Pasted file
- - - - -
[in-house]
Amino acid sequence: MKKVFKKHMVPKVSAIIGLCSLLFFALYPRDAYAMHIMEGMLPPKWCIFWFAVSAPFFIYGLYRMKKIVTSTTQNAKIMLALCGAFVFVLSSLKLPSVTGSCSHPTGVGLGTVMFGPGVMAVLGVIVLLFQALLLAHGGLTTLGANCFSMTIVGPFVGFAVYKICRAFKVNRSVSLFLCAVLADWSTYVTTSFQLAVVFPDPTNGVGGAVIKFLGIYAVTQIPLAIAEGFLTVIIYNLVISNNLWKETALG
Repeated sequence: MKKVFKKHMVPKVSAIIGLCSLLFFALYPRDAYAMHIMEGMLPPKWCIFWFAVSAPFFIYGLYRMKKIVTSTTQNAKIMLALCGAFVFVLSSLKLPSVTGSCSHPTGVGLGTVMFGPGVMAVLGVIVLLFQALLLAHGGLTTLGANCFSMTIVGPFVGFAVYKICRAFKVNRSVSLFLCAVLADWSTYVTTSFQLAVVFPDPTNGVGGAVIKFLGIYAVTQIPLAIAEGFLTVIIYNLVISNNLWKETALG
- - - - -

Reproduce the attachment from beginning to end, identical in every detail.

[in-house]
Amino acid sequence: MKKVFKKHMVPKVSAIIGLCSLLFFALYPRDAYAMHIMEGMLPPKWCIFWFAVSAPFFIYGLYRMKKIVTSTTQNAKIMLALCGAFVFVLSSLKLPSVTGSCSHPTGVGLGTVMFGPGVMAVLGVIVLLFQALLLAHGGLTTLGANCFSMTIVGPFVGFAVYKICRAFKVNRSVSLFLCAVLADWSTYVTTSFQLAVVFPDPTNGVGGAVIKFLGIYAVTQIPLAIAEGFLTVIIYNLVISNNLWKETALG
Repeated sequence: MKKVFKKHMVPKVSAIIGLCSLLFFALYPRDAYAMHIMEGMLPPKWCIFWFAVSAPFFIYGLYRMKKIVTSTTQNAKIMLALCGAFVFVLSSLKLPSVTGSCSHPTGVGLGTVMFGPGVMAVLGVIVLLFQALLLAHGGLTTLGANCFSMTIVGPFVGFAVYKICRAFKVNRSVSLFLCAVLADWSTYVTTSFQLAVVFPDPTNGVGGAVIKFLGIYAVTQIPLAIAEGFLTVIIYNLVISNNLWKETALG